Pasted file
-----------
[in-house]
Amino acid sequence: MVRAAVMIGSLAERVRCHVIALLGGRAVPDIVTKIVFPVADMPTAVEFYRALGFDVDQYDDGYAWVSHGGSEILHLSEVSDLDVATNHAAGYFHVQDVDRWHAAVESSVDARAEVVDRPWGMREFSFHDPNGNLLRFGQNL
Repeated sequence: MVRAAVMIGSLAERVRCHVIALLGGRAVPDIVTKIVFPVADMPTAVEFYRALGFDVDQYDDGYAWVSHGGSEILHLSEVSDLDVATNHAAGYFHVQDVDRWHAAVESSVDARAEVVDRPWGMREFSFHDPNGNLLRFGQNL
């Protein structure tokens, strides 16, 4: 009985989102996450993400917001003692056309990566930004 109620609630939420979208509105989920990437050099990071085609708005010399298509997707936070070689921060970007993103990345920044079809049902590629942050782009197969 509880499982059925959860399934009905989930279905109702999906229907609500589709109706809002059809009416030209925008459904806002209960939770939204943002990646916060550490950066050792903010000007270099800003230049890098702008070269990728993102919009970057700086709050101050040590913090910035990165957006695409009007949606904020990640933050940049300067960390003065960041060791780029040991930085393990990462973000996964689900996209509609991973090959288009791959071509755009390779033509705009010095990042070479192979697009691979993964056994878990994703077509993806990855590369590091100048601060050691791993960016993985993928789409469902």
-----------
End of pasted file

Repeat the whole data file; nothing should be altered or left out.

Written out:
[in-house]
Amino acid sequence: MVRAAVMIGSLAERVRCHVIALLGGRAVPDIVTKIVFPVADMPTAVEFYRALGFDVDQYDDGYAWVSHGGSEILHLSEVSDLDVATNHAAGYFHVQDVDRWHAAVESSVDARAEVVDRPWGMREFSFHDPNGNLLRFGQNL
Repeated sequence: MVRAAVMIGSLAERVRCHVIALLGGRAVPDIVTKIVFPVADMPTAVEFYRALGFDVDQYDDGYAWVSHGGSEILHLSEVSDLDVATNHAAGYFHVQDVDRWHAAVESSVDARAEVVDRPWGMREFSFHDPNGNLLRFGQNL
């Protein structure tokens, strides 16, 4: 009985989102996450993400917001003692056309990566930004 109620609630939420979208509105989920990437050099990071085609708005010399298509997707936070070689921060970007993103990345920044079809049902590629942050782009197969 509880499982059925959860399934009905989930279905109702999906229907609500589709109706809002059809009416030209925008459904806002209960939770939204943002990646916060550490950066050792903010000007270099800003230049890098702008070269990728993102919009970057700086709050101050040590913090910035990165957006695409009007949606904020990640933050940049300067960390003065960041060791780029040991930085393990990462973000996964689900996209509609991973090959288009791959071509755009390779033509705009010095990042070479192979697009691979993964056994878990994703077509993806990855590369590091100048601060050691791993960016993985993928789409469902």